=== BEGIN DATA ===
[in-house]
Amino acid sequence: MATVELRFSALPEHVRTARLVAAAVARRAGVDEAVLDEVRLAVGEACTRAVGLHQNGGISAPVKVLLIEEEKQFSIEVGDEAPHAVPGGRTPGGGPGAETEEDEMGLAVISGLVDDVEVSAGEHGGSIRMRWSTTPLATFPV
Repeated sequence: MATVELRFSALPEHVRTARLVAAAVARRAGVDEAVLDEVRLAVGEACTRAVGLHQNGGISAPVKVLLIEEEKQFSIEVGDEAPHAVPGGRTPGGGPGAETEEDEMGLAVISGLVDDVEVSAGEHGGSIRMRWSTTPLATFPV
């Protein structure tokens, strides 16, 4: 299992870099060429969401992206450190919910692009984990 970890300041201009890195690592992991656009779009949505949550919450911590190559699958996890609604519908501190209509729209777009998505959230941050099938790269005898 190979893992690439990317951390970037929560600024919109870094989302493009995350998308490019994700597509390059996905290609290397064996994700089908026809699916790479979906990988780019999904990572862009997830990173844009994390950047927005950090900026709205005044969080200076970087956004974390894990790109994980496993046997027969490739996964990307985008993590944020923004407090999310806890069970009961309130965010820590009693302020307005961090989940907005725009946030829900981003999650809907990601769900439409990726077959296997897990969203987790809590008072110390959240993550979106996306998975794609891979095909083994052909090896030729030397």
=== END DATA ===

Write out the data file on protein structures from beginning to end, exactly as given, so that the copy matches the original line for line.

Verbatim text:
[in-house]
Amino acid sequence: MATVELRFSALPEHVRTARLVAAAVARRAGVDEAVLDEVRLAVGEACTRAVGLHQNGGISAPVKVLLIEEEKQFSIEVGDEAPHAVPGGRTPGGGPGAETEEDEMGLAVISGLVDDVEVSAGEHGGSIRMRWSTTPLATFPV
Repeated sequence: MATVELRFSALPEHVRTARLVAAAVARRAGVDEAVLDEVRLAVGEACTRAVGLHQNGGISAPVKVLLIEEEKQFSIEVGDEAPHAVPGGRTPGGGPGAETEEDEMGLAVISGLVDDVEVSAGEHGGSIRMRWSTTPLATFPV
């Protein structure tokens, strides 16, 4: 299992870099060429969401992206450190919910692009984990 970890300041201009890195690592992991656009779009949505949550919450911590190559699958996890609604519908501190209509729209777009998505959230941050099938790269005898 190979893992690439990317951390970037929560600024919109870094989302493009995350998308490019994700597509390059996905290609290397064996994700089908026809699916790479979906990988780019999904990572862009997830990173844009994390950047927005950090900026709205005044969080200076970087956004974390894990790109994980496993046997027969490739996964990307985008993590944020923004407090999310806890069970009961309130965010820590009693302020307005961090989940907005725009946030829900981003999650809907990601769900439409990726077959296997897990969203987790809590008072110390959240993550979106996306998975794609891979095909083994052909090896030729030397």